Modern Cody Kites

A Great Old Design Lives On

It's just amazing that Cody kites can still be so popular, given their early origins. Over 100 years old now, the double-box design with bat-like wings and horns is still flying proudly all over the world.

A fine Cody kite we saw at a festival.We saw this Cody at a festival

From its man-lifting origins, kite lovers now painstakingly construct and fly many varied examples of this design. Not everyone tries to be authentic in either dimensions, spar material, or sail material, so there is great variety!

Most Codys are flown purely for the fun of it. On the other hand, sometimes the stable high-lift Cody box is used for kite aerial photography (KAP). Another common use for high-lift kites is hauling up "line laundry," like inflatable figures, windsocks, ribbons, and spinners.

Whether big, small, and in plain or fancy color schemes, the design is always recognizable. Of course, the best modern materials are usually used, except if someone is trying to construct a perfect replica of the original.

Modern Cody kites with their graphite spars and nylon sails are even more efficient than the originals!

What I personally find surprising is how such a complex kite could have such a following. Sure, some modern retail versions are quite simple to put together but the more authentic creations are another story!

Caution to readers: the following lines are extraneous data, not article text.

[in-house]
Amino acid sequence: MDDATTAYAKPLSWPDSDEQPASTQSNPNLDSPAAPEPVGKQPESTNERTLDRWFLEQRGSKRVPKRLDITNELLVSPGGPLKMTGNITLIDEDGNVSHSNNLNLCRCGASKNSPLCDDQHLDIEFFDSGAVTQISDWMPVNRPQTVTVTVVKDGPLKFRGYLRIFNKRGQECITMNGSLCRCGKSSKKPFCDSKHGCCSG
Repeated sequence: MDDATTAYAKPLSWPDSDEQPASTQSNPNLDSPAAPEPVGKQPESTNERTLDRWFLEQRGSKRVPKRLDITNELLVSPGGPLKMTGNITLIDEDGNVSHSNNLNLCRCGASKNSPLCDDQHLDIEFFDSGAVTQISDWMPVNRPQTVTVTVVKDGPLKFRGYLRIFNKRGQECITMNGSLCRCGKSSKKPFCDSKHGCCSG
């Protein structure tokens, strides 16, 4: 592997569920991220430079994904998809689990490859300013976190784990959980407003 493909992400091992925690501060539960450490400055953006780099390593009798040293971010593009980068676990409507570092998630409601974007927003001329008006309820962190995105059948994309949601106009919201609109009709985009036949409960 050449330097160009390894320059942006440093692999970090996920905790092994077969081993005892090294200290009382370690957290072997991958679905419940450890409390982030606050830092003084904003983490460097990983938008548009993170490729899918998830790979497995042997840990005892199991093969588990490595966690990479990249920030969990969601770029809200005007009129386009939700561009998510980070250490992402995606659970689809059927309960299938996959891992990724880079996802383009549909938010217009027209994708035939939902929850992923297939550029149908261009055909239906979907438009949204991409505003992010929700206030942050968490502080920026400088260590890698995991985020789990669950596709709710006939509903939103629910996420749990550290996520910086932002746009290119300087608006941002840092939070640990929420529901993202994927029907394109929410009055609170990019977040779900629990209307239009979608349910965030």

Some people just like a challenge, while others have deep respect for Cody himself, particularly in England where most of his work was done.


The BIG MBK E-book Bundle!

On this site, there's more kite-making info than you can poke a stick at :-)

Want to know the most convenient way of using it all?

The Big MBK E-book Bundle is a collection of downloads—printable PDF files which provide step-by-step instructions for many kites large and small.

Every kite in every MBK series.


Retail and Home-Built Cody Kites

Let's have a look at a real contrast with the original big Cody War kite—a small easily-rigged "contemporary Cody." There's a picture of one down there. But it's still unmistakably a Cody!

A small, easily rigged 'contemporary Cody kite'.A small retail Cody

As with the originals, modern Cody-style designs sometimes have a top sail as well, for more stability and a little more lifting power.

Also like the originals, some keen kite-makers make their own versions that are just as fiddly to set up and break down!

Some people like to stack their Codys up in the air by flying several at a time. These are usually all the same design though, unlike the old man-lifting system. Also, as I mentioned earlier, some people use them for KAP or suspending line laundry.

What about prices? I've seen retail Codys anywhere from under US$25 to around US$500! But this might soon be out-of-date info. The point is, there's a large price range for this type of kite in the shops.

Great-looking Cody in flight, with a small red top-sail fitted.Another view of the big Cody Box we saw

There are as many different-looking Cody boxes as there are keen builders of this design! Just to give you some idea, I've come across a site that features Codys with sails that are

  • polka-dotted
  • glowing
  • appliqué
  • bright pink
  • patterned and striped
  • like the US flag, with over 200 red, white, and blue panels